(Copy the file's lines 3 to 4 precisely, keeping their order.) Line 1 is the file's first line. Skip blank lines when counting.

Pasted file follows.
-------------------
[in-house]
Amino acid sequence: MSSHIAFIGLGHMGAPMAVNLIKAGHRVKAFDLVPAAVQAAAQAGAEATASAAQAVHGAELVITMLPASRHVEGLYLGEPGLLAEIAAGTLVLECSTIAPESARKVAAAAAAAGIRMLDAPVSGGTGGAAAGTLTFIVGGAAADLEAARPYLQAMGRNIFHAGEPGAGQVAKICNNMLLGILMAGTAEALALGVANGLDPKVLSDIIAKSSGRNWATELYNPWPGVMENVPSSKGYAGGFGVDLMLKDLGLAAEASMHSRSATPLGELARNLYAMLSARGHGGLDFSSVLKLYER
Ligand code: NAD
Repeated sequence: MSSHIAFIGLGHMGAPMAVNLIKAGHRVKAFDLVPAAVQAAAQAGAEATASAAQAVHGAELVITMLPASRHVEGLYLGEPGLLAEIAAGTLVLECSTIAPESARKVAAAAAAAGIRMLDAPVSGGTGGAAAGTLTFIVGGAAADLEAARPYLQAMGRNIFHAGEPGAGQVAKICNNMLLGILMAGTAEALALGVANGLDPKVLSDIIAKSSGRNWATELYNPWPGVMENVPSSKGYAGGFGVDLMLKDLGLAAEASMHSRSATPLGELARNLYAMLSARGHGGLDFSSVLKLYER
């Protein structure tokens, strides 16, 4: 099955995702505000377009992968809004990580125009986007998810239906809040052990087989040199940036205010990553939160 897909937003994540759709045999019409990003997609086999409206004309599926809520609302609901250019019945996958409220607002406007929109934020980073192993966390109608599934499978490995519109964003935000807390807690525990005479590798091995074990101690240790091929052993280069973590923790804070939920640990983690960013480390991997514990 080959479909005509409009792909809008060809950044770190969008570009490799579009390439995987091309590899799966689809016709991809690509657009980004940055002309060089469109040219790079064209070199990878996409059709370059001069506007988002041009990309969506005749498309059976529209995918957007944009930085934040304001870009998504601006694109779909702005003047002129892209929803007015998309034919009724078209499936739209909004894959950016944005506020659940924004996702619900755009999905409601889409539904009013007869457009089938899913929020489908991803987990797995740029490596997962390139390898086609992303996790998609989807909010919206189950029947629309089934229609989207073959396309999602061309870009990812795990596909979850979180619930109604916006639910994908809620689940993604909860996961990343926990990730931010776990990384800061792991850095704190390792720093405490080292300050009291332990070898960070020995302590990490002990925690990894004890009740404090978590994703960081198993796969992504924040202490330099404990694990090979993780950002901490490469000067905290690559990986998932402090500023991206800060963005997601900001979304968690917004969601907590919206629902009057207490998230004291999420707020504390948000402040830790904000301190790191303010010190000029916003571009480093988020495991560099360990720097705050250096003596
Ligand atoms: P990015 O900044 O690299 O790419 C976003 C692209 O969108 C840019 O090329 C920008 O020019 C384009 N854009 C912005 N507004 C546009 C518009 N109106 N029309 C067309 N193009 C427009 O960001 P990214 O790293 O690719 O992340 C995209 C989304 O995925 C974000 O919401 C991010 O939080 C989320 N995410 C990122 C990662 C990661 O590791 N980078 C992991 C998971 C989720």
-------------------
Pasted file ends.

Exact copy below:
Ligand code: NAD
Repeated sequence: MSSHIAFIGLGHMGAPMAVNLIKAGHRVKAFDLVPAAVQAAAQAGAEATASAAQAVHGAELVITMLPASRHVEGLYLGEPGLLAEIAAGTLVLECSTIAPESARKVAAAAAAAGIRMLDAPVSGGTGGAAAGTLTFIVGGAAADLEAARPYLQAMGRNIFHAGEPGAGQVAKICNNMLLGILMAGTAEALALGVANGLDPKVLSDIIAKSSGRNWATELYNPWPGVMENVPSSKGYAGGFGVDLMLKDLGLAAEASMHSRSATPLGELARNLYAMLSARGHGGLDFSSVLKLYER